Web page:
The EPA is considering whether and how to use the Clean Air Act (CAA) to regulate greenhouse gas emissions (GHGs), especially carbon dioxide (CO2), as pollutants emitted from electric generating units (EGUs). This task is complicated by the fact that, unlike most other pollutants regulated under the CAA, CO2 is not an inadvertent byproduct of an industrial process; it is the direct product of fossil fuel combustion. A coal-fired EGU is bound by the second law of thermodynamics, and produces electricity by releasing both heat and CO2 into the environment. Improvements in efficiency of coal-fired EGUs are certainly possible, but their CO2 emissions can never be comparable to those of a hydropower EGU.
Despite recent shifts in the economics of electricity production, coal-fired EGUs remain a major part of our energy infrastructure. It is possible to imagine that Congress might some day decide that coal combustion is too harmful and should be banned in favor of, say, nuclear power; but it is also possible to imagine them doing the opposite. So far it has not done either of these things, nor has it delegated the authority to make such momentous decisions to the EPA. What it has delegated to EPA under the CAA, as interpreted by the Supreme Court, is the authority to set standards that reduce the pollution-intensiveness of various categories of industrial facilities, and charged the agency to do so using the “best” (which I read to mean the most economically efficient) system of emissions control.
Toward that end, this comment offers four principles for designing a rule. Together they are intended to achieve an economically efficient outcome—similar to a Pigovian carbon tax—but one that works within EPA’s existing authority.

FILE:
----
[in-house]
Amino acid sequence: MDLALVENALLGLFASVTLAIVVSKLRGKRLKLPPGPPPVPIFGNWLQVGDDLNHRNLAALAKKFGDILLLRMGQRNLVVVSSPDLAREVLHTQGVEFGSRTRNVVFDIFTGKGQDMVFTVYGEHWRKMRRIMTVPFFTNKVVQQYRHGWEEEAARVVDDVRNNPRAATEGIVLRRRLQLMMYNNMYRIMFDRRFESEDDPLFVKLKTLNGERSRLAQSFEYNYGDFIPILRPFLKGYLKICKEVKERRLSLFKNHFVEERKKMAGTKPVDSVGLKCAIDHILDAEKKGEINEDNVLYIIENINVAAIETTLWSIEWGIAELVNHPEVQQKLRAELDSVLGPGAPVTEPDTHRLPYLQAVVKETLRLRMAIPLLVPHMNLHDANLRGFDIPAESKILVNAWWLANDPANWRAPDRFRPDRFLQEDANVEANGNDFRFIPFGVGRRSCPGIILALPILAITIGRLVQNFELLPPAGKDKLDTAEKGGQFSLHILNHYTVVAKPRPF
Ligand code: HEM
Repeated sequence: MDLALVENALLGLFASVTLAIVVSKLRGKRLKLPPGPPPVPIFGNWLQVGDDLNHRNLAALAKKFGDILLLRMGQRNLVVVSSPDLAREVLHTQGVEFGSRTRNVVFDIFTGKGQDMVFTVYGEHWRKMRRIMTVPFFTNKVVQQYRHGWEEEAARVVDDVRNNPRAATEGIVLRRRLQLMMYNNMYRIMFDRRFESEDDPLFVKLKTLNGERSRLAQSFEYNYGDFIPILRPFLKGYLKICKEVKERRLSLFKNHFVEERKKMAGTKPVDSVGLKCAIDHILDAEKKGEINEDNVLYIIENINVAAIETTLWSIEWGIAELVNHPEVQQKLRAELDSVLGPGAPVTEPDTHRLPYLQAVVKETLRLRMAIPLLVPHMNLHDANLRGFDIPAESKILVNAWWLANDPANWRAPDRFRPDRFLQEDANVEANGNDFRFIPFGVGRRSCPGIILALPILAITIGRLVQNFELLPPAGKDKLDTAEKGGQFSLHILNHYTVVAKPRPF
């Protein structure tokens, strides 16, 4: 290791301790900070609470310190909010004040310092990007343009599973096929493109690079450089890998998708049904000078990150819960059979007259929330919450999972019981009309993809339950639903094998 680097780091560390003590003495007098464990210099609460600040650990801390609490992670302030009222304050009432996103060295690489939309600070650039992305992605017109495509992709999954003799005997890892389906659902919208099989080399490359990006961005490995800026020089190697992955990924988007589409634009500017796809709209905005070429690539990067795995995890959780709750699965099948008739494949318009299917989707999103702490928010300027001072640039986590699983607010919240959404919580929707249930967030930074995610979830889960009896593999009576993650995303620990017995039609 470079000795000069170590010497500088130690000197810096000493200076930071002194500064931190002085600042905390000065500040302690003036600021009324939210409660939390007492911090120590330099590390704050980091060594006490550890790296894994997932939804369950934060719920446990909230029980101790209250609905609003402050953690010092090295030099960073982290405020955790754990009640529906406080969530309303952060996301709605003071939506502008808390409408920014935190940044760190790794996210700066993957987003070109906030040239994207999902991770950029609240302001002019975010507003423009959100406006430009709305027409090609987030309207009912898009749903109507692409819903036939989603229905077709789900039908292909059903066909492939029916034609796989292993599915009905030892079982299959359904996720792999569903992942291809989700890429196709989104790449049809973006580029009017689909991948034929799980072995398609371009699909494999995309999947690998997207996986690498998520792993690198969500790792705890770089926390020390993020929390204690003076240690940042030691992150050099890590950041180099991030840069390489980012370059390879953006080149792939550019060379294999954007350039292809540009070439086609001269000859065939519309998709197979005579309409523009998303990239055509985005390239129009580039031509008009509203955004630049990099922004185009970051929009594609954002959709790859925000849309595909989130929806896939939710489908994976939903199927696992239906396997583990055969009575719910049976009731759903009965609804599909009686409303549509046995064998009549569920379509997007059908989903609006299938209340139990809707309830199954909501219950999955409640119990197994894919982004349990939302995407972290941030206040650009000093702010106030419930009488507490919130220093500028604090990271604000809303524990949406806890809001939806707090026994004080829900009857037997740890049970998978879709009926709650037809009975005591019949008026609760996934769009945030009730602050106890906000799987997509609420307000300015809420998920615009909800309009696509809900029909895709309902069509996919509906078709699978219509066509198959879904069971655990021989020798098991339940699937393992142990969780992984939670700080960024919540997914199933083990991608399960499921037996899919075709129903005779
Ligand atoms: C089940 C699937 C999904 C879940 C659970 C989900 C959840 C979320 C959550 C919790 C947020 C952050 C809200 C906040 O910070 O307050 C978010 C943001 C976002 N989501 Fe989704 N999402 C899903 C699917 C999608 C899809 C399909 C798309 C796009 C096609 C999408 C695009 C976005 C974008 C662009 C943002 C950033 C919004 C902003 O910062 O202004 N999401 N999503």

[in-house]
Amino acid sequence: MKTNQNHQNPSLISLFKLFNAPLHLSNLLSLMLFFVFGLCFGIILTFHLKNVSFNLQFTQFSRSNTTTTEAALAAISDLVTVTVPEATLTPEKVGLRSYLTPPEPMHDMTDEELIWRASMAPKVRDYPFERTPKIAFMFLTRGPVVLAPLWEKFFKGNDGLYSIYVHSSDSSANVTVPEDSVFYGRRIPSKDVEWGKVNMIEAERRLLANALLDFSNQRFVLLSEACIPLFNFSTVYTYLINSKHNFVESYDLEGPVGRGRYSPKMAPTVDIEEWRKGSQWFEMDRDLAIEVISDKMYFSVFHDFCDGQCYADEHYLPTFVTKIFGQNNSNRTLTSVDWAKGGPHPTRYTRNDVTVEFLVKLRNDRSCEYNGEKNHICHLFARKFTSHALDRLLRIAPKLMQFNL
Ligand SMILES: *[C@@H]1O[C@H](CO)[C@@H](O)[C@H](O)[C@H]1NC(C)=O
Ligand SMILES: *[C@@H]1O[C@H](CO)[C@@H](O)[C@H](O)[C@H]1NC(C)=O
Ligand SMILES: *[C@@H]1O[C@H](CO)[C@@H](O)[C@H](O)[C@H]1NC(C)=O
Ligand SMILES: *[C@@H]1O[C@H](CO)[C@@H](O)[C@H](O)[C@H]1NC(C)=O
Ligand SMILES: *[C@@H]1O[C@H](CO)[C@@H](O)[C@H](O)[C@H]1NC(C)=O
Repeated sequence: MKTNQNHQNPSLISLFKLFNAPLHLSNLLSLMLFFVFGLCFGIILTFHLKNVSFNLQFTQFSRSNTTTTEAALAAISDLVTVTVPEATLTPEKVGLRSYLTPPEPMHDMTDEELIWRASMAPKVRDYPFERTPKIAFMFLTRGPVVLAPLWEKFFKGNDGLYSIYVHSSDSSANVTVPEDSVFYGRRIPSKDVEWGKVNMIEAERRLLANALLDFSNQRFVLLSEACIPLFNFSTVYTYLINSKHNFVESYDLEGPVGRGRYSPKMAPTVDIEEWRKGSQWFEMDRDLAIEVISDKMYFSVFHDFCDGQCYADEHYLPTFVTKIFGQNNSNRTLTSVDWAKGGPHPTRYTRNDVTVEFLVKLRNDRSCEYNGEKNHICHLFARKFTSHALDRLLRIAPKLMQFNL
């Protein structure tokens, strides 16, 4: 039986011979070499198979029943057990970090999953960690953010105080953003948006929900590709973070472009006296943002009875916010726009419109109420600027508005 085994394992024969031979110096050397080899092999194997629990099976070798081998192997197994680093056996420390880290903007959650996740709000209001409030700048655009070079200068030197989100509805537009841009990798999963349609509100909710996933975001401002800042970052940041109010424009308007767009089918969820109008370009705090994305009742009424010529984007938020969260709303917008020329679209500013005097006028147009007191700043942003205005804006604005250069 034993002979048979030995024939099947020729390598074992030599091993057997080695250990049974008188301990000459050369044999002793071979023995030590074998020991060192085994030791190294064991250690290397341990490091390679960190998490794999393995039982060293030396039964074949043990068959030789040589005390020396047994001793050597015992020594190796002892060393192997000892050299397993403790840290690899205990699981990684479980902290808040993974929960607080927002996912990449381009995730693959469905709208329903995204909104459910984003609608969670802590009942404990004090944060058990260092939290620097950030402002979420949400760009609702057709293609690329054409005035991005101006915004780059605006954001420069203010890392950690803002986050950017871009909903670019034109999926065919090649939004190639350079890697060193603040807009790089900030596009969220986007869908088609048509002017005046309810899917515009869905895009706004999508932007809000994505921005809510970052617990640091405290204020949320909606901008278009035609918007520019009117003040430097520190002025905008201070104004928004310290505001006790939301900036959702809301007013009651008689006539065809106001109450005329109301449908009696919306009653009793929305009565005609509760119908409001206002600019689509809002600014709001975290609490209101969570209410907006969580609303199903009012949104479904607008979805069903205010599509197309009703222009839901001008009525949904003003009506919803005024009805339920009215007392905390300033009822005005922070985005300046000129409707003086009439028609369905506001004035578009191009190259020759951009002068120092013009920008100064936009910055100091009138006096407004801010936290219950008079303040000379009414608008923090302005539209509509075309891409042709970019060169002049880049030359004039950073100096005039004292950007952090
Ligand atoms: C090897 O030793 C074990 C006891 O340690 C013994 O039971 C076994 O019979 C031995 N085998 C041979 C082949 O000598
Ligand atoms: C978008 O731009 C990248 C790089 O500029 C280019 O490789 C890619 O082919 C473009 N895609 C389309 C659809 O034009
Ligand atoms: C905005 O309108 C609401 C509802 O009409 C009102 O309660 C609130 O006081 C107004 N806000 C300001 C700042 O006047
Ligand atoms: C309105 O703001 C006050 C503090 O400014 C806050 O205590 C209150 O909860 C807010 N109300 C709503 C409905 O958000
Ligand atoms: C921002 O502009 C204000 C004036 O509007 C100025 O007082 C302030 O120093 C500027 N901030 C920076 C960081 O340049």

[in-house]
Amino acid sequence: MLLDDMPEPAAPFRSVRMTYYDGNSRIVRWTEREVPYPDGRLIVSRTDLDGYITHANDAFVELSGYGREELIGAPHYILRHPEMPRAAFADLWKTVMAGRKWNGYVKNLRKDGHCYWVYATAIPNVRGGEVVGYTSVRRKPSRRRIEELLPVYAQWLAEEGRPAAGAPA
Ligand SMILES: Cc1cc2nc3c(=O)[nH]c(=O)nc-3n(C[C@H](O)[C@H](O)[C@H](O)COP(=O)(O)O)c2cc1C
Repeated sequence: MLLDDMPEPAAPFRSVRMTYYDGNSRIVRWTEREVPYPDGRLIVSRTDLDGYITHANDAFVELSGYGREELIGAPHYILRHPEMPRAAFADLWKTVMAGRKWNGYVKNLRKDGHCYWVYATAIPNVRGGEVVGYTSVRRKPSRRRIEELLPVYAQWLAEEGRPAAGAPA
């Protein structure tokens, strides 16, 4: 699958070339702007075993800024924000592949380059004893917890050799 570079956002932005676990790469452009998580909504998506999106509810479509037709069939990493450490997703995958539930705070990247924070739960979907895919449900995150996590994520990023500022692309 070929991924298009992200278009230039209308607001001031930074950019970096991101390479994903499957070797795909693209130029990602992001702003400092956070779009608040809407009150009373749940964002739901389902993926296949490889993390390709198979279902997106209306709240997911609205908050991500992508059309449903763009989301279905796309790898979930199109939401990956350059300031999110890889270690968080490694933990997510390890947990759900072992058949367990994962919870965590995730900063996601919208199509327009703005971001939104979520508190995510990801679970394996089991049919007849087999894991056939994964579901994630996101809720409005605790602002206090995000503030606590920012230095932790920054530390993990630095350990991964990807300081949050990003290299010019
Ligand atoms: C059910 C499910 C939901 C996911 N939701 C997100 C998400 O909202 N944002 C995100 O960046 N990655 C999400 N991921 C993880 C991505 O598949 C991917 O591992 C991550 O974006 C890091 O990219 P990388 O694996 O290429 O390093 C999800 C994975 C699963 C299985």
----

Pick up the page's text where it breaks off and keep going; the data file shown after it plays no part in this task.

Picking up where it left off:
First, EPA should continue to focus on an intensiveness standard rather than a mass-based standard. Arguably this is more congruent with EPA’s legal authority, but it has other desirable properties as well. A carbon-intensiveness standard is more equitable in that it avoids the regressive effects of a mass-based standard, and it is likely to be more efficient because it reduces the opportunity for rent-seeking.
Second, EPA should set a standard that is tiered by technology, recognizing the inherent differences in the carbon footprint of coal vs. oil vs. gas vs. other EGU technologies.
Third, EPA should allow for emissions trading, across technology tiers as well as within them. The agency should consider setting targets for states using a “composite standard” of the type proposed by the Regulatory Analysis Review Group (RARG) in the early days of the corporate average fuel economy (CAFE) standards.
Fourth, EPA should consider mechanisms that would tie the trading price for carbon credits to the domestic SCC, rather than to any fixed quantitative goal. By using a safety-valve feedback mechanism to stabilize the price at the SCC, the standard can act as a “last-ton tax”—with many of the desirable efficiency properties of a Pigovian tax on carbon, but one that works within the
limits of EPA’s current statutory authority.
This comment has two attachments, which will be discussed below. The first is the “Composite Standard” section of the RARG report of March 31, 1980. The second is the author’s earlier comment on EPA’s 2014 proposal for the Clean Power Plan (CPP). That 2014 comment goes into much greater detail on the economic theory of constraints on the intensive and extensive margins.